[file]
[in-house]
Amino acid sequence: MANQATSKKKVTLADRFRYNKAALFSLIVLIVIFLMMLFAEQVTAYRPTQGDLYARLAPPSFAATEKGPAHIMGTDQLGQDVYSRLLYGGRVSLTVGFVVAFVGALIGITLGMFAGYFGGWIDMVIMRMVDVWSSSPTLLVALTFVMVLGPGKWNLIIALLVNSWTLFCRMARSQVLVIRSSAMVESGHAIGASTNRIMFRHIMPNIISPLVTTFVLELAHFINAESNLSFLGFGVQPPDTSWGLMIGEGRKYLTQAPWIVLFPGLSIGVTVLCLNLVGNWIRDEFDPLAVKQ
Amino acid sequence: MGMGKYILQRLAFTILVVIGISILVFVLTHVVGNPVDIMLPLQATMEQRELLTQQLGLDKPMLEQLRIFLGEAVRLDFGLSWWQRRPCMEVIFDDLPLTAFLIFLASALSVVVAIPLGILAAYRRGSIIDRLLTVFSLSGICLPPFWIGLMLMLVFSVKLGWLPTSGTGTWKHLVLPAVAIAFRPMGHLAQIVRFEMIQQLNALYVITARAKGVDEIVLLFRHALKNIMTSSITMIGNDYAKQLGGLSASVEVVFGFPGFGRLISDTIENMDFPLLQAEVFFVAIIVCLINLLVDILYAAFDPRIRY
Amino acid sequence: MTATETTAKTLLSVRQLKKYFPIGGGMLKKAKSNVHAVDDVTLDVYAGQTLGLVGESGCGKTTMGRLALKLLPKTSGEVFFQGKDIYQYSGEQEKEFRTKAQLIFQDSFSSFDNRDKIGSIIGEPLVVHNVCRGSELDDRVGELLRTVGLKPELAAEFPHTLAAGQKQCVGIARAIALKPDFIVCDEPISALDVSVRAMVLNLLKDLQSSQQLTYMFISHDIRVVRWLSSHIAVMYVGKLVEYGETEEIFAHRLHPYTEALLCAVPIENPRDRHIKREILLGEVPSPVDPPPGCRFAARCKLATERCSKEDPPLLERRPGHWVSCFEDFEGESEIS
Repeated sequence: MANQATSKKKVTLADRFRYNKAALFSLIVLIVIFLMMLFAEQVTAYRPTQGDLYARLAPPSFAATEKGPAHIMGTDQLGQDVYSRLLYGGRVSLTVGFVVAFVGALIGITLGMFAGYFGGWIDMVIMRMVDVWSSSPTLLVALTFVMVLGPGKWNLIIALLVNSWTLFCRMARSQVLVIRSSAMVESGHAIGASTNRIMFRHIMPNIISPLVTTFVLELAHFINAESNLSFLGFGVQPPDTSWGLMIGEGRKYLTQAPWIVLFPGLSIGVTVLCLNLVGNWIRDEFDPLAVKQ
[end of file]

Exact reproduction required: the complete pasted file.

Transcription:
[in-house]
Amino acid sequence: MANQATSKKKVTLADRFRYNKAALFSLIVLIVIFLMMLFAEQVTAYRPTQGDLYARLAPPSFAATEKGPAHIMGTDQLGQDVYSRLLYGGRVSLTVGFVVAFVGALIGITLGMFAGYFGGWIDMVIMRMVDVWSSSPTLLVALTFVMVLGPGKWNLIIALLVNSWTLFCRMARSQVLVIRSSAMVESGHAIGASTNRIMFRHIMPNIISPLVTTFVLELAHFINAESNLSFLGFGVQPPDTSWGLMIGEGRKYLTQAPWIVLFPGLSIGVTVLCLNLVGNWIRDEFDPLAVKQ
Amino acid sequence: MGMGKYILQRLAFTILVVIGISILVFVLTHVVGNPVDIMLPLQATMEQRELLTQQLGLDKPMLEQLRIFLGEAVRLDFGLSWWQRRPCMEVIFDDLPLTAFLIFLASALSVVVAIPLGILAAYRRGSIIDRLLTVFSLSGICLPPFWIGLMLMLVFSVKLGWLPTSGTGTWKHLVLPAVAIAFRPMGHLAQIVRFEMIQQLNALYVITARAKGVDEIVLLFRHALKNIMTSSITMIGNDYAKQLGGLSASVEVVFGFPGFGRLISDTIENMDFPLLQAEVFFVAIIVCLINLLVDILYAAFDPRIRY
Amino acid sequence: MTATETTAKTLLSVRQLKKYFPIGGGMLKKAKSNVHAVDDVTLDVYAGQTLGLVGESGCGKTTMGRLALKLLPKTSGEVFFQGKDIYQYSGEQEKEFRTKAQLIFQDSFSSFDNRDKIGSIIGEPLVVHNVCRGSELDDRVGELLRTVGLKPELAAEFPHTLAAGQKQCVGIARAIALKPDFIVCDEPISALDVSVRAMVLNLLKDLQSSQQLTYMFISHDIRVVRWLSSHIAVMYVGKLVEYGETEEIFAHRLHPYTEALLCAVPIENPRDRHIKREILLGEVPSPVDPPPGCRFAARCKLATERCSKEDPPLLERRPGHWVSCFEDFEGESEIS
Repeated sequence: MANQATSKKKVTLADRFRYNKAALFSLIVLIVIFLMMLFAEQVTAYRPTQGDLYARLAPPSFAATEKGPAHIMGTDQLGQDVYSRLLYGGRVSLTVGFVVAFVGALIGITLGMFAGYFGGWIDMVIMRMVDVWSSSPTLLVALTFVMVLGPGKWNLIIALLVNSWTLFCRMARSQVLVIRSSAMVESGHAIGASTNRIMFRHIMPNIISPLVTTFVLELAHFINAESNLSFLGFGVQPPDTSWGLMIGEGRKYLTQAPWIVLFPGLSIGVTVLCLNLVGNWIRDEFDPLAVKQ